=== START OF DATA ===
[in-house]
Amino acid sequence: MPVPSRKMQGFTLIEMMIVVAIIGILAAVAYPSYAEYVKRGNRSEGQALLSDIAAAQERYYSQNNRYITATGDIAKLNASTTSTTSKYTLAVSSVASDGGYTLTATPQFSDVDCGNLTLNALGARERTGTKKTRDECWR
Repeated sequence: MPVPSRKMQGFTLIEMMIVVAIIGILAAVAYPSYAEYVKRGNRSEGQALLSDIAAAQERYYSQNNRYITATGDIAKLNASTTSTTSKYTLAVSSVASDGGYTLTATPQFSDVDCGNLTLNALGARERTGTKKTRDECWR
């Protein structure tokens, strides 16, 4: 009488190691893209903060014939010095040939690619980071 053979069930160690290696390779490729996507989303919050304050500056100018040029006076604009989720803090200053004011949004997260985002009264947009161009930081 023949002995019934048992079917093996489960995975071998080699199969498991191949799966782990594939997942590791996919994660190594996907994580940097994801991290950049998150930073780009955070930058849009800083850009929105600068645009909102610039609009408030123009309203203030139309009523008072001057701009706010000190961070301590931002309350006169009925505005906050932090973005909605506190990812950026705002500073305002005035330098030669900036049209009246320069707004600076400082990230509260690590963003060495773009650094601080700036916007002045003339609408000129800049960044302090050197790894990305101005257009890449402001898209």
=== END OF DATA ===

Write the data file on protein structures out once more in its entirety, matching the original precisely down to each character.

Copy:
[in-house]
Amino acid sequence: MPVPSRKMQGFTLIEMMIVVAIIGILAAVAYPSYAEYVKRGNRSEGQALLSDIAAAQERYYSQNNRYITATGDIAKLNASTTSTTSKYTLAVSSVASDGGYTLTATPQFSDVDCGNLTLNALGARERTGTKKTRDECWR
Repeated sequence: MPVPSRKMQGFTLIEMMIVVAIIGILAAVAYPSYAEYVKRGNRSEGQALLSDIAAAQERYYSQNNRYITATGDIAKLNASTTSTTSKYTLAVSSVASDGGYTLTATPQFSDVDCGNLTLNALGARERTGTKKTRDECWR
């Protein structure tokens, strides 16, 4: 009488190691893209903060014939010095040939690619980071 053979069930160690290696390779490729996507989303919050304050500056100018040029006076604009989720803090200053004011949004997260985002009264947009161009930081 023949002995019934048992079917093996489960995975071998080699199969498991191949799966782990594939997942590791996919994660190594996907994580940097994801991290950049998150930073780009955070930058849009800083850009929105600068645009909102610039609009408030123009309203203030139309009523008072001057701009706010000190961070301590931002309350006169009925505005906050932090973005909605506190990812950026705002500073305002005035330098030669900036049209009246320069707004600076400082990230509260690590963003060495773009650094601080700036916007002045003339609408000129800049960044302090050197790894990305101005257009890449402001898209």